Neither Cameron or Brown has had a good New Year first interview/speech. Whilst Cameron was busy giving his usual rhetoric full but policy absent speech, Brown was reintroducing the old Tory cut vs Labour investment line. Yes, we all know that the Tories are the party of cuts, however, it is silly for Brown to act as though any party has the ability to promise no cuts with the public finances as they are. Whilst Brown is busy away announcing new spending commitments, there are key cuts in education (a supposed ring fenced department) from Mandelson, which Vince Cable rightly highlighted:
“Lord Mandelson has already undermined the Prime Minister by making very deep cuts in the university and science budgets, with some of the best scientists in the country losing their job. This leaves Mr Brown looking very foolish.”
I blogged about this recently, and it seems nonsensical to act as though investment is Labour’s speciality when right under Brown’s nose departments are cutting up to 10%. The public hate being lied to about spending cuts. If Brown makes out that cuts aren’t happening and then you find out that your university has for example, 10% to cut from its budget, how much worse is that than if Brown had just admitted from the start that cuts are inevitable with the public finances like they are?
Whilst the Liberal Democrats cannot rule out a pact with Labour if a hung parliament occurred, it is important to make sure that at the moment we distance ourself from the courting that is currently taking place by both Labour and the Tories. Both parties are a compromise to what we stand for, but if it came down to it, Labour are closer to our values as we do share common ground in aspects such as constitutional reform (even though it has taken Labour 12 years to become serious about electoral reform) and taxes – however, there are still dis-junctures between us and Labour, such as civil liberties. Thus, whatever happens, it is important for us to withstand independence from Labour and the Tories, as we do have unique values and are not just a branch of either of the two main parties, we should be a closed book for the time being – let Labour and the Tories squirm for a while, after all we are more likely to get a better deal out of them if it does come to a hung parliament.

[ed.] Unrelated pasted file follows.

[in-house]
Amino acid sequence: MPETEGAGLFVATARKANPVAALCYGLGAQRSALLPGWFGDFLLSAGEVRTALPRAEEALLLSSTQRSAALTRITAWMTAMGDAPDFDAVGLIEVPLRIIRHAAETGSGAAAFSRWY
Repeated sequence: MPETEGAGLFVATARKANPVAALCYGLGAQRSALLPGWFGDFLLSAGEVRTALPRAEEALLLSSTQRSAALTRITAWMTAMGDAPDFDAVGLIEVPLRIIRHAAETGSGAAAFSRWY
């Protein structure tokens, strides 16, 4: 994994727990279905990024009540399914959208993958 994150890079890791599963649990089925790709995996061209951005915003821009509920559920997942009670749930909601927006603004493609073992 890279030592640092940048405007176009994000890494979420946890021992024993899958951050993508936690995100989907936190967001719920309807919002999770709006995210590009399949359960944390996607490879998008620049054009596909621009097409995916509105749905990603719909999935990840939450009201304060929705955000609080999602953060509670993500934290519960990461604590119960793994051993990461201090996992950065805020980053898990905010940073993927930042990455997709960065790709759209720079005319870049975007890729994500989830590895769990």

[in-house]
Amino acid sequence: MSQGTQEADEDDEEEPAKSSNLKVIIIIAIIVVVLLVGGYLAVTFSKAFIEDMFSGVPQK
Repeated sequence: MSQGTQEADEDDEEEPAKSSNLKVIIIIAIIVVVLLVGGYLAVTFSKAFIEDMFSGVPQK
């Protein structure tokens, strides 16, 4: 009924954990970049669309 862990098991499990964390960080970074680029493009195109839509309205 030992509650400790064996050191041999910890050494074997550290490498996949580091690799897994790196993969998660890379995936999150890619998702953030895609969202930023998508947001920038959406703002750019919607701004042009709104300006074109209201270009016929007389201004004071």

Whilst I support a lot of the actions (such as the bail outs of the banks) that has got us into the problems we are in now and whilst I support continued investment in the right areas, making out that we can just continue to invest without any ramifications on the need for cutting is insulting.